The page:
Is he [Borish Johnson] really prepared to ignore a party that has got 80% of the seats from Scotland in this place and has won 45% of the vote?

Yes, he is. We know he is. Because he’s said he is very often and with as much clarity as he is capable of. And why not? Why shouldn’t he ignore 100% of the seats on 100% of the vote? The set of rules and procedures which Nicola Sturgeon has called the “gold standard” allows any British Prime Minister to ignore any vote in Scotland. Look at our 62% remain vote. 62% is more than 45% and two successive British Prime Ministers have ignored it with effortless ease and at absolutely no cost.

Any British Prime Minister can ignore any vote in Scotland with effortless ease and at absolutely no cost because that set of rules and procedures which Nicola Sturgeon calls the “gold standard” is built on the foundation of a political union contrived and imposed for the purpose of ensuring that the British Prime Minister and the parliament of England-as-Britain will be able to ignore all votes in Scotland in perpetuity.

A question for Ian Blackford. How is that situation going to change if the SNP isn’t prepared, and the Yes movement isn’t allowed, to even mention the possibility of ending the Union?

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Dear Mr Blackford

SNP mandate for second independence referendum is ‘indisputable’ says Blackford

So, what has changed, Mr Blackford? The mandate to which you refer was indisputable prior to the most recent election. It has been indisputable for a few years now. Has that mandate taken on some new form or grade of indisputability as a result of the SNP landslide?

If the mandate is indisputable, how are British Nationalists able to dispute it? Might I suggest that it is because, while you say the mandate is indisputable, you don’t act as if it is indisputable? If it is an indisputable mandate, why have you not acted on it?

And, while you dispute Boris Johnson’s ‘right’ to dispute this indisputable mandate in one breath, in the next you acknowledge his ‘right’ to dispute it by committing to the Section 30 process. If the mandate is indisputable, why does it need Boris Johnson’s graceless approval to put it beyond dispute?

You insist that the mandate is indisputable. But, at the same time, you say it won’t be indisputable until Boris Johnson stops disputing it. Am I repeating myself? Perhaps that is because I’m trying to find a form of words which might elicit a response.

It’s a simple enough and sensible enough question, Mr Blackford. How can the mandate be indisputable AND in need of the British Prime Minister’s acknowledgement in order that it can be beyond dispute? Hmm, Mr Blackford?

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Hope versus experience

Ian Blackford’s insistence that the next British Prime Minister will somehow be compelled to grant a Section 30 order is beginning to sound a bit desperate. Almost as if he’s trying to convince himself that respect for democracy will be the deciding factor. His entire argument hinges on the British political elite deciding that the imperative to preserve the Union is outweighed by the demands of democratic justice.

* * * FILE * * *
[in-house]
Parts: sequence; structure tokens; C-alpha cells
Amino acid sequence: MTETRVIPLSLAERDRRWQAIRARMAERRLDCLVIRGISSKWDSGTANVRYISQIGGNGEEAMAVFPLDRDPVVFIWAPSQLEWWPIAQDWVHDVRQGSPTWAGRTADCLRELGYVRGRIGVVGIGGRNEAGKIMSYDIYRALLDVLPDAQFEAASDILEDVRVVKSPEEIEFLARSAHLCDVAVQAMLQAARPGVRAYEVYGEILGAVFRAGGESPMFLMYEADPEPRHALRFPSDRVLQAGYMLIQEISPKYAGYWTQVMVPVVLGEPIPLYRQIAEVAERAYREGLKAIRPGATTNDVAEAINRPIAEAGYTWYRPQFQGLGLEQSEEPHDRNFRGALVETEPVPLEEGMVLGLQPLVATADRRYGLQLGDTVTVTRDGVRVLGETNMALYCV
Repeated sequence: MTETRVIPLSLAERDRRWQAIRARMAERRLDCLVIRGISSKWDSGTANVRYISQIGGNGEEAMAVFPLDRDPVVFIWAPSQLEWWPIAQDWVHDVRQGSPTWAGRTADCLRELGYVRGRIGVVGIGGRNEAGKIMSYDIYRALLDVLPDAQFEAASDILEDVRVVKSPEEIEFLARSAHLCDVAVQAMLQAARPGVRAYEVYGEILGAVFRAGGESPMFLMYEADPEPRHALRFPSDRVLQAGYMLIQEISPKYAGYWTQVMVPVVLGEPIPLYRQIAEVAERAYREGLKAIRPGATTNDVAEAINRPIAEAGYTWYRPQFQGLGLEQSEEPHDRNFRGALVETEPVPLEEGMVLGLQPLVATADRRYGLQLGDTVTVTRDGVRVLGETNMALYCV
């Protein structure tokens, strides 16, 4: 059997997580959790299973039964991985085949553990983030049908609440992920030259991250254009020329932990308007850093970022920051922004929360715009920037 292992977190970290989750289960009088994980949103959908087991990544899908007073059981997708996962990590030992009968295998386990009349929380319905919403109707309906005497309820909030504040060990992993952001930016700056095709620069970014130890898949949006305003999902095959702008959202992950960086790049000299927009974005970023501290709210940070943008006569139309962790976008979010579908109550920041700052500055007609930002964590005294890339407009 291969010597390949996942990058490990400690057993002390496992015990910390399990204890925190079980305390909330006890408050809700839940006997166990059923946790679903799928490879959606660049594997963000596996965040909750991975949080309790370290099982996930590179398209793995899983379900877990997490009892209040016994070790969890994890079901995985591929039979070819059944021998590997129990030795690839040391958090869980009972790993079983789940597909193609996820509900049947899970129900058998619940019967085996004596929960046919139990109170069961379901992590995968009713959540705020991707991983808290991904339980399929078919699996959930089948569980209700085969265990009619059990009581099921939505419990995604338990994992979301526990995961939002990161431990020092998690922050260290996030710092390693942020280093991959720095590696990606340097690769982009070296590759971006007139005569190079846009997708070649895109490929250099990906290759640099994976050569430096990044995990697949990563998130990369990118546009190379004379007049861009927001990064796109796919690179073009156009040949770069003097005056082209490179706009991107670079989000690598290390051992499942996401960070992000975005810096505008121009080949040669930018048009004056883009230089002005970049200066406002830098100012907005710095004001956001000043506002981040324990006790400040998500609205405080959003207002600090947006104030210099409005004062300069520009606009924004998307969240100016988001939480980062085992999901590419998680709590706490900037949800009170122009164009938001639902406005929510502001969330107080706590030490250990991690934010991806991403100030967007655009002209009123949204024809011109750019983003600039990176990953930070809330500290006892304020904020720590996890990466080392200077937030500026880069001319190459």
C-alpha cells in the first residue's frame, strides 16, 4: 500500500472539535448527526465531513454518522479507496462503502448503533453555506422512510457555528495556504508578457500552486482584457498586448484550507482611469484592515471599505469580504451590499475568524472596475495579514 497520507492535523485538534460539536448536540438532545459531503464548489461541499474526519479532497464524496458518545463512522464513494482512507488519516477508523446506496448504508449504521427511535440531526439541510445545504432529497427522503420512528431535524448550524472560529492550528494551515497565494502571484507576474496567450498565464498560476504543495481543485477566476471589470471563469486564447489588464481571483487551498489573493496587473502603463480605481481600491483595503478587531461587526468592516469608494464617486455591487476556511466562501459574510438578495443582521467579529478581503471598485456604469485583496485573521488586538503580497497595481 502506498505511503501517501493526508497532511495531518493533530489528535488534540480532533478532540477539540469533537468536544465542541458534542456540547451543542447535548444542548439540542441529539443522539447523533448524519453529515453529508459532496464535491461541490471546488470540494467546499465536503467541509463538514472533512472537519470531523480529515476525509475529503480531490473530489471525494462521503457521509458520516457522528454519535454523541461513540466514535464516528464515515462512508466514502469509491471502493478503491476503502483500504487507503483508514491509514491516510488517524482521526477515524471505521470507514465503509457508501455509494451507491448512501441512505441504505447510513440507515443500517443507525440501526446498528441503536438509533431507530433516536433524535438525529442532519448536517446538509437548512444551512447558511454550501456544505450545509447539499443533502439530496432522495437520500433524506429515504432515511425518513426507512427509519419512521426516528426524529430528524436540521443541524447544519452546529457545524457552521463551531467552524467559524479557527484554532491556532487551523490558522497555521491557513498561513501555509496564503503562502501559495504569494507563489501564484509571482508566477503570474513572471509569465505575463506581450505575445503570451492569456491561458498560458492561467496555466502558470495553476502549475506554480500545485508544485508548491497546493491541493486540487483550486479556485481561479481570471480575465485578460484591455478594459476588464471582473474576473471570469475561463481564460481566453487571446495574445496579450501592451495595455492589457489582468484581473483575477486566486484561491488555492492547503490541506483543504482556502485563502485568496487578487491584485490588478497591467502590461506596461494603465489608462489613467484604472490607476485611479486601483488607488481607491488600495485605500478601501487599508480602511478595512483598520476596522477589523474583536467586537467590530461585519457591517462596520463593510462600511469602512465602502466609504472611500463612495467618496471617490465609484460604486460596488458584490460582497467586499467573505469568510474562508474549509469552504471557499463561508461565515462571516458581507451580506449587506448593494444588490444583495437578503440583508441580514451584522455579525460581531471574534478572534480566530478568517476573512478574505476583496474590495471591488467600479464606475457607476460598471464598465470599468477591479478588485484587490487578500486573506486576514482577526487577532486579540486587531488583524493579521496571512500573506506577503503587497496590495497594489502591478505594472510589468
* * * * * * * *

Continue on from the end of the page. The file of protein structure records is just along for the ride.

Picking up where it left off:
Does Jackson Carlaw sound like someone who has any understanding of democracy, far less respect for it, when he says “we will never give Nicola Sturgeon #IndyRef2” ? Does Boris Johnson’s bombastic ranting about “once in a generation” give the impression that he’s prepared to make any concessions to democracy?

However hard Ian Blackford tries to persuade himself, and us, that democracy must surely prevail, we cannot long avoid the reality that Carlaw’s ignorant, arrogant bluster represents the true attitude of the British establishment. And that includes Jeremy Corbyn.

Just as Ian Blackford entertains quaint notions about the British state deferring to fundamental democratic principles, so some are naive enough to suppose that Corbyn is different. Gerry Hassan’s rose-tinted, starry-eyed perspective is illustrative. Apparently,

Corbyn and McDonnell are not “against” Scottish independence per se. They believe in the principle that such a decision is fundamentally up to the people of Scotland. In this they recognise “the sovereignty of the Scottish people” which many pro-union politicians pay lip service to and which the Commons unanimously accepted in July 2018. They take it as a given.

If that is so, then why do they so assiduously avoid giving any firm commitment to a new referendum? While Ian Blackford strives, by force of rhetoric alone, to make the case that British intransigence on the constitutional issue is ‘unsustainable’, Corbyn is working just as hard to maintain a position which differentiates British Labour from their Tory cousins while not actually making any concessions at all.

According to Gerry Hassan,

Corbyn and McDonnell do not believe in the UK in the way that previous Labour politicians did. They see the UK as a force for imperialism, reaction and militarism around the world. This brings them to align themselves with a position which is anti-British establishment and notes its attachment to the politics of the union and its geopolitical interests. Scottish independence, they understand, is a body blow to such pretensions and power politics.